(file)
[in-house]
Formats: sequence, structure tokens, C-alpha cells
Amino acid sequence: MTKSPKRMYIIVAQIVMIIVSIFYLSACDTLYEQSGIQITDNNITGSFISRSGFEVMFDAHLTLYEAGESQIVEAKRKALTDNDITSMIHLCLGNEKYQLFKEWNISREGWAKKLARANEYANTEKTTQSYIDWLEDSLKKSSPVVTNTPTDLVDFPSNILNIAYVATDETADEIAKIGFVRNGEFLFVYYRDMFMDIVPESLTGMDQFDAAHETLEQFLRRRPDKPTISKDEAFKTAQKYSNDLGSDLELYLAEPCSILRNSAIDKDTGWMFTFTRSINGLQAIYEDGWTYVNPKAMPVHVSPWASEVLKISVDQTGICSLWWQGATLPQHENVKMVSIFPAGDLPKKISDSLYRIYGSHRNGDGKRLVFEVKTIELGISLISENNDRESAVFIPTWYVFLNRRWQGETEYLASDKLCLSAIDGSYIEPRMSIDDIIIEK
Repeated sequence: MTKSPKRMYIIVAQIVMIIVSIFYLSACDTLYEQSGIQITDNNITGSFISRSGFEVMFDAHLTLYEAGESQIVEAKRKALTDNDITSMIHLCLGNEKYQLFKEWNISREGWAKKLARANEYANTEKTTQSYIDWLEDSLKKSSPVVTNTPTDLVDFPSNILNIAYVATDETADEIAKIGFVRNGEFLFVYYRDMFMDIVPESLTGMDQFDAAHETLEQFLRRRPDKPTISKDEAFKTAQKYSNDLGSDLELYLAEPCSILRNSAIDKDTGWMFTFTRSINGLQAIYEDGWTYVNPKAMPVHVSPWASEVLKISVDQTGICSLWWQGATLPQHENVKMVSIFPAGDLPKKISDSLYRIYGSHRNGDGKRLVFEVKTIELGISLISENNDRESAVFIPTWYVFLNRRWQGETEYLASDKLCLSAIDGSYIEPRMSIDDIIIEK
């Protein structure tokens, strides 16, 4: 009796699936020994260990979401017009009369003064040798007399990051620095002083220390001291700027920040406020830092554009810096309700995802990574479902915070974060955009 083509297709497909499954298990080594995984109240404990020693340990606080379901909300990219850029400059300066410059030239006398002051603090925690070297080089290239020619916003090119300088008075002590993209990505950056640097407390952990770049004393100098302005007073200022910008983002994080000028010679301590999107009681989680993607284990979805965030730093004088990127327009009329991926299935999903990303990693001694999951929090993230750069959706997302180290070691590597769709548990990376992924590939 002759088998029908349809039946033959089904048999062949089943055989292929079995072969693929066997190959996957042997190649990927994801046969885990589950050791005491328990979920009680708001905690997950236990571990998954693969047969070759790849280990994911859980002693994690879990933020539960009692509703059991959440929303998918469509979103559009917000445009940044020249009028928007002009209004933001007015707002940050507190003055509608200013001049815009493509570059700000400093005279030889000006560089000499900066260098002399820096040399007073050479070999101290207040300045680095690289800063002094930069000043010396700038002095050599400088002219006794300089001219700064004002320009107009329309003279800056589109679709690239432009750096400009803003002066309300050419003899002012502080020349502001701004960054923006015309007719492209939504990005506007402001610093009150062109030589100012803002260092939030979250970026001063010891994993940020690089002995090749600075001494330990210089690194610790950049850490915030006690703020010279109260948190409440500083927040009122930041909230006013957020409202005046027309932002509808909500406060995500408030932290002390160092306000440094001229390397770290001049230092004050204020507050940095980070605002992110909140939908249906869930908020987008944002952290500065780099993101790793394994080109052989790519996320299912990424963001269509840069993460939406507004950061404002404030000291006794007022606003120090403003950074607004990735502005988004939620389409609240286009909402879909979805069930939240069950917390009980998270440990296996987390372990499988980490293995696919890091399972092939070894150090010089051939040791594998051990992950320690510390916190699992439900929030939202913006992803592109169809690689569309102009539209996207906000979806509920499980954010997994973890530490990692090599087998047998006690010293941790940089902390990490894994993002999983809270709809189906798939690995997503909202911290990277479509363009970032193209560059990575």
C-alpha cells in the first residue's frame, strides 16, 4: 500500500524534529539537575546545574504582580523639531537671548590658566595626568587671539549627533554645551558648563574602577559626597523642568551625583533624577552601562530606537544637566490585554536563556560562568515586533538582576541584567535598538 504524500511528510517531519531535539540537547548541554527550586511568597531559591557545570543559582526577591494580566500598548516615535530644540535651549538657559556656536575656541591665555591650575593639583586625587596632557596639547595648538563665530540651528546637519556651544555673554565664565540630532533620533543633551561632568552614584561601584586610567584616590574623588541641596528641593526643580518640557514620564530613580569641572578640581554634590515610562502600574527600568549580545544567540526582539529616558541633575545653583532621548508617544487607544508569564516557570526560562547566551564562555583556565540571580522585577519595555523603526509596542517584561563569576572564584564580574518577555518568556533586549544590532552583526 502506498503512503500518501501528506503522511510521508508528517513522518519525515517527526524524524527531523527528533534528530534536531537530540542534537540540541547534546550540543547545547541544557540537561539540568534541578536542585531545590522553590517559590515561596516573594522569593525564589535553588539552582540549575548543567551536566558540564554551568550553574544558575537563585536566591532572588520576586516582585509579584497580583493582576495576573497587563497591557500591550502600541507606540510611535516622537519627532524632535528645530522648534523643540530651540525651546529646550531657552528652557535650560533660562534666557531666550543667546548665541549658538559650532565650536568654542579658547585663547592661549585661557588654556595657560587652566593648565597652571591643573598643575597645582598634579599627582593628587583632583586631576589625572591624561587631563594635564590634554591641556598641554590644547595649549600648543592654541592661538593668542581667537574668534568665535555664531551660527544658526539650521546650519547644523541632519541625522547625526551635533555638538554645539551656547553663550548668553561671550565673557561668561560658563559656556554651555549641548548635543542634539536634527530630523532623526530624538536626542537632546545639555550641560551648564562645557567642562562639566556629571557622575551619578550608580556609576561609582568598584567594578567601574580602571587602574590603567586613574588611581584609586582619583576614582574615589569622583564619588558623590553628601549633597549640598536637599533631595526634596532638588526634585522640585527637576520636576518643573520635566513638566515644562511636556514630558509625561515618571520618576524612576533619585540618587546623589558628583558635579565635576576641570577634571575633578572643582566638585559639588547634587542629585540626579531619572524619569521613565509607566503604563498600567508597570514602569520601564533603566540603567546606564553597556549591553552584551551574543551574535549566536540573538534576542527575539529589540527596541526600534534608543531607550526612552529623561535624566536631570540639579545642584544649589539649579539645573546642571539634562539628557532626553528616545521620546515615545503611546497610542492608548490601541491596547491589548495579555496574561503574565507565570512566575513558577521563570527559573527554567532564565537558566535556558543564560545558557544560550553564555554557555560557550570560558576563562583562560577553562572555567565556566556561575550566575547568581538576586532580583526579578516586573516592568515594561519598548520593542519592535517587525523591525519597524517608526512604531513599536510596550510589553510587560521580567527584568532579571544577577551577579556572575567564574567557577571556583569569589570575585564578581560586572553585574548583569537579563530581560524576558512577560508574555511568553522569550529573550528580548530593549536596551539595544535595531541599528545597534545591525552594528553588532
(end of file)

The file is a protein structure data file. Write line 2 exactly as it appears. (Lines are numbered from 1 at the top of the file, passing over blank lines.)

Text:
Formats: sequence, structure tokens, C-alpha cells